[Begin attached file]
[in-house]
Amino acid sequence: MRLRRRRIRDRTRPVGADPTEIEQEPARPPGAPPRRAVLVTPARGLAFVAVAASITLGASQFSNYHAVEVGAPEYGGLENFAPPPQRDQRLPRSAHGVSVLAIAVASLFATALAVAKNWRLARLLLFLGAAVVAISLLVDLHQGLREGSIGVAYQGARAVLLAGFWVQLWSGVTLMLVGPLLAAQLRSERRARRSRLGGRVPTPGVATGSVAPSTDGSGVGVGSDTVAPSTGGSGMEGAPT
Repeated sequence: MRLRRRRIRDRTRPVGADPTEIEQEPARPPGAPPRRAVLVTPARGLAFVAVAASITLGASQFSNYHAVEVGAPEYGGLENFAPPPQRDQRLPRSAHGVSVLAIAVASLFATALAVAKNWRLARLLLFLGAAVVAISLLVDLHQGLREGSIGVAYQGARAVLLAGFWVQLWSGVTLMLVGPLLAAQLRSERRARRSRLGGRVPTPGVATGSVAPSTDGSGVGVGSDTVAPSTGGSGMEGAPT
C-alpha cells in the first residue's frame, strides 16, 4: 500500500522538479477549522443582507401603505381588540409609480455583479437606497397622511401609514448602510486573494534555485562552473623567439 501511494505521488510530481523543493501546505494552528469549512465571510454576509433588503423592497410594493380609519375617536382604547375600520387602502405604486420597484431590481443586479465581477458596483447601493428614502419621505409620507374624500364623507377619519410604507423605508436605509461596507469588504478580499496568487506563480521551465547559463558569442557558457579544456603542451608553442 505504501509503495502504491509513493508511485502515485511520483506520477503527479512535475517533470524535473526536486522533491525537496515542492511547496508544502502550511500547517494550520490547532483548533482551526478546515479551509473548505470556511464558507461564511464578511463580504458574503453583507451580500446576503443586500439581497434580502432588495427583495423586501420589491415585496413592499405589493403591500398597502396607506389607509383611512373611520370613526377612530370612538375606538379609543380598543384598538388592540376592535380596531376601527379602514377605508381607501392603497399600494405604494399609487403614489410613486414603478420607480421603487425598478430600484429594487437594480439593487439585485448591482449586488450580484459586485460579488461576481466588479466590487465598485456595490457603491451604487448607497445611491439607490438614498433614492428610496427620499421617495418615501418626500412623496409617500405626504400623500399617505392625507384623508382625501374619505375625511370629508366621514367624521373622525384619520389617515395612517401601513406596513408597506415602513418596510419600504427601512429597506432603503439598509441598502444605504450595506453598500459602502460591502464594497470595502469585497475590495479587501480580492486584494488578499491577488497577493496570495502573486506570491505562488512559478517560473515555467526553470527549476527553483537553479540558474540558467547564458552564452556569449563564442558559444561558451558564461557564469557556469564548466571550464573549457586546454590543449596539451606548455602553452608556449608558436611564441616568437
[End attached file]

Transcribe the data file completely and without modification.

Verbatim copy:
[in-house]
Amino acid sequence: MRLRRRRIRDRTRPVGADPTEIEQEPARPPGAPPRRAVLVTPARGLAFVAVAASITLGASQFSNYHAVEVGAPEYGGLENFAPPPQRDQRLPRSAHGVSVLAIAVASLFATALAVAKNWRLARLLLFLGAAVVAISLLVDLHQGLREGSIGVAYQGARAVLLAGFWVQLWSGVTLMLVGPLLAAQLRSERRARRSRLGGRVPTPGVATGSVAPSTDGSGVGVGSDTVAPSTGGSGMEGAPT
Repeated sequence: MRLRRRRIRDRTRPVGADPTEIEQEPARPPGAPPRRAVLVTPARGLAFVAVAASITLGASQFSNYHAVEVGAPEYGGLENFAPPPQRDQRLPRSAHGVSVLAIAVASLFATALAVAKNWRLARLLLFLGAAVVAISLLVDLHQGLREGSIGVAYQGARAVLLAGFWVQLWSGVTLMLVGPLLAAQLRSERRARRSRLGGRVPTPGVATGSVAPSTDGSGVGVGSDTVAPSTGGSGMEGAPT
C-alpha cells in the first residue's frame, strides 16, 4: 500500500522538479477549522443582507401603505381588540409609480455583479437606497397622511401609514448602510486573494534555485562552473623567439 501511494505521488510530481523543493501546505494552528469549512465571510454576509433588503423592497410594493380609519375617536382604547375600520387602502405604486420597484431590481443586479465581477458596483447601493428614502419621505409620507374624500364623507377619519410604507423605508436605509461596507469588504478580499496568487506563480521551465547559463558569442557558457579544456603542451608553442 505504501509503495502504491509513493508511485502515485511520483506520477503527479512535475517533470524535473526536486522533491525537496515542492511547496508544502502550511500547517494550520490547532483548533482551526478546515479551509473548505470556511464558507461564511464578511463580504458574503453583507451580500446576503443586500439581497434580502432588495427583495423586501420589491415585496413592499405589493403591500398597502396607506389607509383611512373611520370613526377612530370612538375606538379609543380598543384598538388592540376592535380596531376601527379602514377605508381607501392603497399600494405604494399609487403614489410613486414603478420607480421603487425598478430600484429594487437594480439593487439585485448591482449586488450580484459586485460579488461576481466588479466590487465598485456595490457603491451604487448607497445611491439607490438614498433614492428610496427620499421617495418615501418626500412623496409617500405626504400623500399617505392625507384623508382625501374619505375625511370629508366621514367624521373622525384619520389617515395612517401601513406596513408597506415602513418596510419600504427601512429597506432603503439598509441598502444605504450595506453598500459602502460591502464594497470595502469585497475590495479587501480580492486584494488578499491577488497577493496570495502573486506570491505562488512559478517560473515555467526553470527549476527553483537553479540558474540558467547564458552564452556569449563564442558559444561558451558564461557564469557556469564548466571550464573549457586546454590543449596539451606548455602553452608556449608558436611564441616568437